2. Any and all communications by any law-enforcement or judicial officer or any employee or officer of the Virginia Department of Justice, including Commonwealth Attorneys, the Attorney General’s Office and the Governor’s Office about the Raub Incidents;
3. Any and all communications by any party concerning Brandon J. Raub and the people involved in the Raub Incidents, including the court and/or the Commonwealth Attorney’s, the Attorney General’s office or the Governor’s Office;
4. Any and all documents related to the interrogation and detention of, transportation of, involuntary commitment for mental evaluation of and contemplated/planned future actions relating to, including surveillance by all means relating to Brandon J. Raub;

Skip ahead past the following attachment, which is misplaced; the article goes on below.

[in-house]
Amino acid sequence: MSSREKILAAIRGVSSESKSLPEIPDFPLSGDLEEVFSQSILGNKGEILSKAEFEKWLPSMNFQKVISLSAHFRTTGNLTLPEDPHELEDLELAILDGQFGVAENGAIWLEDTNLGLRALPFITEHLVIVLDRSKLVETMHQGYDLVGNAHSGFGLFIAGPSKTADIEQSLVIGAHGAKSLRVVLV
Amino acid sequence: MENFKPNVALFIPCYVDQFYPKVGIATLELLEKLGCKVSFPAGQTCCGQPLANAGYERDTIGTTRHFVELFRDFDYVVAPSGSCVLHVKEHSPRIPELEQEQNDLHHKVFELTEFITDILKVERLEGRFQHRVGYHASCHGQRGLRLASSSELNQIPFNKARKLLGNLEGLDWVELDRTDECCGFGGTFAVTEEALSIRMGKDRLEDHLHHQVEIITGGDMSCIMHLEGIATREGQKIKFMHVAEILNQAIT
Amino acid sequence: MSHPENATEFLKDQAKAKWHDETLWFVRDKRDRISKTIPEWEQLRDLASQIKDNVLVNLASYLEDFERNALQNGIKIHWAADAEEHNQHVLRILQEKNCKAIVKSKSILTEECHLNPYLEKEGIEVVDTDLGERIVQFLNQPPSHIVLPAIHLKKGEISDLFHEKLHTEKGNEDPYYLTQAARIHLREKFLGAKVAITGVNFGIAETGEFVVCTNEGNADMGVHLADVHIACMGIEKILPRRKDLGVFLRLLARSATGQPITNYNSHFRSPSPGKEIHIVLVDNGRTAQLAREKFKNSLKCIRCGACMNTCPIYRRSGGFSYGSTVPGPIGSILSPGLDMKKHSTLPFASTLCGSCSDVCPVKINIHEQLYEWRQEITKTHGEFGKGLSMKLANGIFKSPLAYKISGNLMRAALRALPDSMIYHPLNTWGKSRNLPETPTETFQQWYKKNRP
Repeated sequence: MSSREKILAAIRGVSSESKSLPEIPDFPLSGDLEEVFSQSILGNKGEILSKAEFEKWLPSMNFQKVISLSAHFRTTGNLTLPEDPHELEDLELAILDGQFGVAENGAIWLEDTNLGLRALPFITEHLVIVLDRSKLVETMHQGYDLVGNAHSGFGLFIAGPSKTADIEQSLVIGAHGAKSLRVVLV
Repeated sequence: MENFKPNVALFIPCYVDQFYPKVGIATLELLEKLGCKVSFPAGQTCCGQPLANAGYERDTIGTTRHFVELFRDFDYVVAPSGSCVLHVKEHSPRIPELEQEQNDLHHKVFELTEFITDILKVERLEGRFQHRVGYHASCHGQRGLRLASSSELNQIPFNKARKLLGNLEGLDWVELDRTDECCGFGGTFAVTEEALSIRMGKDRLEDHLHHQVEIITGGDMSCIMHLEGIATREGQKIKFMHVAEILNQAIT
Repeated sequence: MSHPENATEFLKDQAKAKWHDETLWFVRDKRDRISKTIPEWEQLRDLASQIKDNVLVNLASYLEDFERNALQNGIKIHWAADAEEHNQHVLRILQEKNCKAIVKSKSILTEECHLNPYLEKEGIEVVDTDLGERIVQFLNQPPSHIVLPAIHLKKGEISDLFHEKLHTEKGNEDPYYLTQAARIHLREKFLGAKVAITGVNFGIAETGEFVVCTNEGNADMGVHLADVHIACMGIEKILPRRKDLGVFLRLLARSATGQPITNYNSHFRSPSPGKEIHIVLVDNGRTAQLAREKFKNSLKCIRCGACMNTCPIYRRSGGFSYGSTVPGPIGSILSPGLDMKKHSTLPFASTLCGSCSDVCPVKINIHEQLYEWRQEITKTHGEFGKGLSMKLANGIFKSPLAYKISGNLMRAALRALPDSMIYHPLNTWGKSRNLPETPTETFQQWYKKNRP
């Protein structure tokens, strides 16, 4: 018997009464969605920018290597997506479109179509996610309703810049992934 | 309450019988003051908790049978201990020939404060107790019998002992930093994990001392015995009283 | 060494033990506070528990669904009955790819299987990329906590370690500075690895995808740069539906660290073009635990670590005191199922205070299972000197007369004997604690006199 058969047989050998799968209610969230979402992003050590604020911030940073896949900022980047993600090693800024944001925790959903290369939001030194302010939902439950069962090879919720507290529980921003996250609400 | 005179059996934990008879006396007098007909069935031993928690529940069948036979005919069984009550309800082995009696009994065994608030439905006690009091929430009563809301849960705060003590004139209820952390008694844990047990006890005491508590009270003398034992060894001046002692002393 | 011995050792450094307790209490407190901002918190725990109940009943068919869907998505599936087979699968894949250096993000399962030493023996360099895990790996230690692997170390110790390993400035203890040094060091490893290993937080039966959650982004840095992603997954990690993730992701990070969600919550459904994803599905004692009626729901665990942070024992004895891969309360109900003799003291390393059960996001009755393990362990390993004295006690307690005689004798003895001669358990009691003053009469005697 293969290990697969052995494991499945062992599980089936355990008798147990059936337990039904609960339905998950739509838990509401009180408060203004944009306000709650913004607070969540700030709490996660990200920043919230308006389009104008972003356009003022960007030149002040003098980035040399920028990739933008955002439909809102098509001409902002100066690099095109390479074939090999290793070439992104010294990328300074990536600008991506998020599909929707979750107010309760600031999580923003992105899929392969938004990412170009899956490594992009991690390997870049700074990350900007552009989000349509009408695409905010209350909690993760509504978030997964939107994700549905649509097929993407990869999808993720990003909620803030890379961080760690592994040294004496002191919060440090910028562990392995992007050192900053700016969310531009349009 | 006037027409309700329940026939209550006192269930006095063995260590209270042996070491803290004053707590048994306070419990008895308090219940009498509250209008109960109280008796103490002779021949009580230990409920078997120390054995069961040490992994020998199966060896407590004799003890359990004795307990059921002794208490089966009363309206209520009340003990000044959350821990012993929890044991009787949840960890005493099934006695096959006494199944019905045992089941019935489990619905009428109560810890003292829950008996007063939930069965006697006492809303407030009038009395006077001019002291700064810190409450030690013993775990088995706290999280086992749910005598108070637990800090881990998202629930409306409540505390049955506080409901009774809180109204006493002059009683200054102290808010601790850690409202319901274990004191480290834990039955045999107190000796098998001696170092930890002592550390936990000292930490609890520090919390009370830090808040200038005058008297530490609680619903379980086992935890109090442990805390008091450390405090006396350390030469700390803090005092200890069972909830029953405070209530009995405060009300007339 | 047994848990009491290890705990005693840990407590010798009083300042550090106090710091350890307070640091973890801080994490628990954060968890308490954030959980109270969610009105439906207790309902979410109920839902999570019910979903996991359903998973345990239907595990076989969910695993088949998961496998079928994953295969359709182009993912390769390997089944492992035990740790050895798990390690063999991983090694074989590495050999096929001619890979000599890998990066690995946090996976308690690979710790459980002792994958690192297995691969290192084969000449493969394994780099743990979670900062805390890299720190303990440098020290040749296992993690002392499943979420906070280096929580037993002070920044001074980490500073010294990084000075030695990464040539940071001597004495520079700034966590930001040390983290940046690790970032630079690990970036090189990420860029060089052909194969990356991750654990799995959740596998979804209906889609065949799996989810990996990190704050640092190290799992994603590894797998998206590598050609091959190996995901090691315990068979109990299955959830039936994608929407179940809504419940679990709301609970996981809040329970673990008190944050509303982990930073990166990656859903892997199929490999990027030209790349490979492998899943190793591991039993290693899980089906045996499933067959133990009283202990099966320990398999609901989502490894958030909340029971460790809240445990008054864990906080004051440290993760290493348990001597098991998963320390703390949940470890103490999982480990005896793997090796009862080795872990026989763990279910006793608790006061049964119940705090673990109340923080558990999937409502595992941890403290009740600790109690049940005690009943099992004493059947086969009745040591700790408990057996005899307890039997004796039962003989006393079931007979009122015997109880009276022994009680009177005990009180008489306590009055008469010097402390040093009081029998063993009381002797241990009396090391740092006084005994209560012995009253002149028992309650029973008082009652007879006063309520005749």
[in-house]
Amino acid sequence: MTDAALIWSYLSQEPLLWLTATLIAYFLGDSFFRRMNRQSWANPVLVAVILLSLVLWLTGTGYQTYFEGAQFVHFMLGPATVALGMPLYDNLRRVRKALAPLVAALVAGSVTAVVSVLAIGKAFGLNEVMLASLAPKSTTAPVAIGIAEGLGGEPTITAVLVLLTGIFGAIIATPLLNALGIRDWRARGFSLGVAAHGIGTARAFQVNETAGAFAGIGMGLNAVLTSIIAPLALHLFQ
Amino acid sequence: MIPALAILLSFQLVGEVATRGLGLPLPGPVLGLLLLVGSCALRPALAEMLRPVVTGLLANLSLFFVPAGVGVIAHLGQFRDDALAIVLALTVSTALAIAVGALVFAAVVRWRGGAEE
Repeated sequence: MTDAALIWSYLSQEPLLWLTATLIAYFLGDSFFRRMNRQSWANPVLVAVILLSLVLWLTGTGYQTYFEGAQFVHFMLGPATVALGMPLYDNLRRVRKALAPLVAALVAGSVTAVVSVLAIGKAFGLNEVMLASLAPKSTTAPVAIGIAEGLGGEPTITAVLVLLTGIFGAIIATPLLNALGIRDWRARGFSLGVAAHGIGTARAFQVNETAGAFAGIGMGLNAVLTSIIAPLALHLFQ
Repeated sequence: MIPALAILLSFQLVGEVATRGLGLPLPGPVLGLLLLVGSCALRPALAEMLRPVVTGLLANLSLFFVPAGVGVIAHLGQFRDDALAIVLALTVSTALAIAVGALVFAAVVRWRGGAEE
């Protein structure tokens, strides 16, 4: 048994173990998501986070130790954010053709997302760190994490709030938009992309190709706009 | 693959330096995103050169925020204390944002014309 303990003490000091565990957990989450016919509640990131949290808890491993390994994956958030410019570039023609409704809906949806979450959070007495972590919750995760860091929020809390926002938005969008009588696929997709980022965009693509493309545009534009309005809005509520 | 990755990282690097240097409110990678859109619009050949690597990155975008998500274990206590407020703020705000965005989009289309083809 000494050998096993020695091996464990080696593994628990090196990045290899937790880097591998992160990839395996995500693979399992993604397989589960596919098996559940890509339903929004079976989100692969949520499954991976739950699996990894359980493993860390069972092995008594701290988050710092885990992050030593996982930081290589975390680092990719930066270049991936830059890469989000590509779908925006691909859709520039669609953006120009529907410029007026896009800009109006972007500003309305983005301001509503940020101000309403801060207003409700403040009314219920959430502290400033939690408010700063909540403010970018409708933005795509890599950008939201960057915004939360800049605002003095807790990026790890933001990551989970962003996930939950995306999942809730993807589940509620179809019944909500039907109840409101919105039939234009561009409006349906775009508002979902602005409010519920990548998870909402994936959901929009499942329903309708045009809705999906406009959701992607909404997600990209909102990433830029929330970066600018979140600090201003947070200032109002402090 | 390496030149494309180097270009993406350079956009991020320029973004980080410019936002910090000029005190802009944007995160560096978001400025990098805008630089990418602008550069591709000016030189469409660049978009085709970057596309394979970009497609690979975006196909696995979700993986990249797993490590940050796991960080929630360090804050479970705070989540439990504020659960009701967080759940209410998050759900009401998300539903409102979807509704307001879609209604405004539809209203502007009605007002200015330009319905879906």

5. Any and all documents related to any actions or conduct of any law-enforcement officers, Commonwealth Attorneys, other judicial officials and personnel of the Attorney General’s Office or the Governor’s Office involved in the Raub Incidents;
6. Internal Investigations related to the Raub Incidents by any local, Commonwealth or federal agencies;
7. Any discipline arising out of the Raub Incidents.
As used in this demand and throughout this document, “agency” refers to all local, Commonwealth and federal departments, agencies, offices and their successors, divisions, affiliates, and their officers, directors, agents, attorneys, committees, accountants, employees, elected or appointed officials or other persons occupying similar positions or performing similar functions, including but not limited to all law-enforcement agencies, judicial agencies and courts, the Office of the Attorney General and the Office of the Governor.